Under Nicolae Ceaușescu’s rule, many Romanian orphans were neglected by their caretakers and often abused. Though Ceaușescu’s rule ended in 1989, many still suffer from the effects of the old regime and can only survive by stealing, begging or prostituting themselves. However, helping orphans in Romania has become an initiative for many entities.

How AFFEO Is Helping Orphans in Romania

In April 2016, the organization A Family for Every Orphan (AFFEO) started a project to help Romania’s orphans get adopted. One child they helped was a Romanian girl named Maria who suffered from a congenital skin disease. If Maria was not soon adopted, she would be sent to a special orphanage for handicapped children.

Through AFFEO’s help, Maria was soon adopted by a couple named Dan and Dana. The couple has three other children as well and will be able to provide for Maria’s needs through their promising careers. AFFEO presently takes donations for their project to help more Romanian orphans find new homes.

An Optometrist’s Free Services to Romania’s Orphans

Since 2004, Dr. Michael McQuillan (a Camarillo, California optometrist) has traveled nine times to Sibiu, Transylvania to help hundreds of Romania’s orphans. In February 2017, he planned to buy a new vision screener that would allow him to treat more children during his trips. A GoFundMe page was also created to help him raise money for buying the screener and additional equipment before his next visit to Romania.

After visiting the Romanian children, Dr. McQuillan notices the reactions of children who can see correctly for the first time in their lives. “There’s lots of big smiles and hugs,” says Dr. McQuillan. “They thank me, and then they ask why would I leave the comfort of home and see someone like them.” Dr. McQuillan’s answer to that question is that a book he read, The Purpose of Divine Life by Rick Warren, inspired him to provide free optometry services to Romania’s orphans.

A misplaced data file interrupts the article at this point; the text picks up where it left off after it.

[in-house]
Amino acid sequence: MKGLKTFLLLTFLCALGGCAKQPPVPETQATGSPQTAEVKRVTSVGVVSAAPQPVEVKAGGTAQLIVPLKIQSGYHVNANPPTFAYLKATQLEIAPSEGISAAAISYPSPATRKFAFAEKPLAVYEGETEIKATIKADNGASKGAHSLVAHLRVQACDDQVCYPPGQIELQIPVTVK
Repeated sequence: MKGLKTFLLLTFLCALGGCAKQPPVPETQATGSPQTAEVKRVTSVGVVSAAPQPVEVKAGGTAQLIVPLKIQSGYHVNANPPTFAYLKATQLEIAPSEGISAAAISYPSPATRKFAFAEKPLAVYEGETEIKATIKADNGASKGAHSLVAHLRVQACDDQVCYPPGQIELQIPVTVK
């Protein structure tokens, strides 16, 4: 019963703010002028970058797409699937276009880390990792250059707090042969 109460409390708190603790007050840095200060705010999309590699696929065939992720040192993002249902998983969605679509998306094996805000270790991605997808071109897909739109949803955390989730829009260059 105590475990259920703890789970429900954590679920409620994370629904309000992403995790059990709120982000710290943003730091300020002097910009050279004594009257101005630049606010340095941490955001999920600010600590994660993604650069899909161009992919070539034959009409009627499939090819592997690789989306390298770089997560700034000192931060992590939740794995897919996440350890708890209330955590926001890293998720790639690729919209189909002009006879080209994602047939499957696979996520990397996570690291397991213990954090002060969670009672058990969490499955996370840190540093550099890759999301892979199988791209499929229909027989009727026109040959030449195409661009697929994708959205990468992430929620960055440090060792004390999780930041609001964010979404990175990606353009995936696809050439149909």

Paws2Rescue Makes a Difference in Romanian Orphans’ Lives

Founded in 2013 by Alison Standbridge, the charity Paws2Rescue has continued to help Romania’s abused dogs and neglected orphans. In October 2017, Standbridge recalled how many of Romania’s children arrive at their orphanages behaving like the abused dogs in public shelters. “They’re scared, they shy away, they don’t know how to talk and they cannot be touched,” she said.

Paws2Rescue is helping orphans in Romania every Easter and Christmas. The charity is supported by TV personality Ricky Gervais, who raises awareness of Paws2Rescue through social media and donations. In October 2017, Paws2Rescue also held donations for Christmas gifts to be placed in shoeboxes. The charity planned to send them to Romania and give the gifts to orphaned children in the first week of December.

New and Safer Orphanages in Romania

Romania’s children were often neglected in the country’s socialist-era orphanages. In January 2018, the Robin Hood Centre (RHC) announced plans to build two family-style residences that would provide Romania’s orphans with care, education, emotional support and counseling. Romania also plans to close down its socialist-era orphanages for the sake of giving children safer living conditions.

The organization Hope and Homes for Children (HHC) is helping RHC in its initiative. When HHC began its work in Romania during the 1990s, there were 105,000 orphans confined into the country’s state orphanage system. “We have now brought that down to just over 7,000,” said HHC’s chief executive Mark Waddington in January 2018.

The age of Romania’s neglected orphans is steadily coming to an end through the continuing work of these organizations, charities and individuals. Helping orphans in Romania will be an ongoing effort that could inspire the aid of other entities as well. Work will continue being done to improve the lives of Romania’s orphaned children.

– Rhondjé Singh Tanwar

Photo: Flickr

International AdoptionAngelina Jolie made international adoption trendy, but humanity’s capacity to love is never out of style.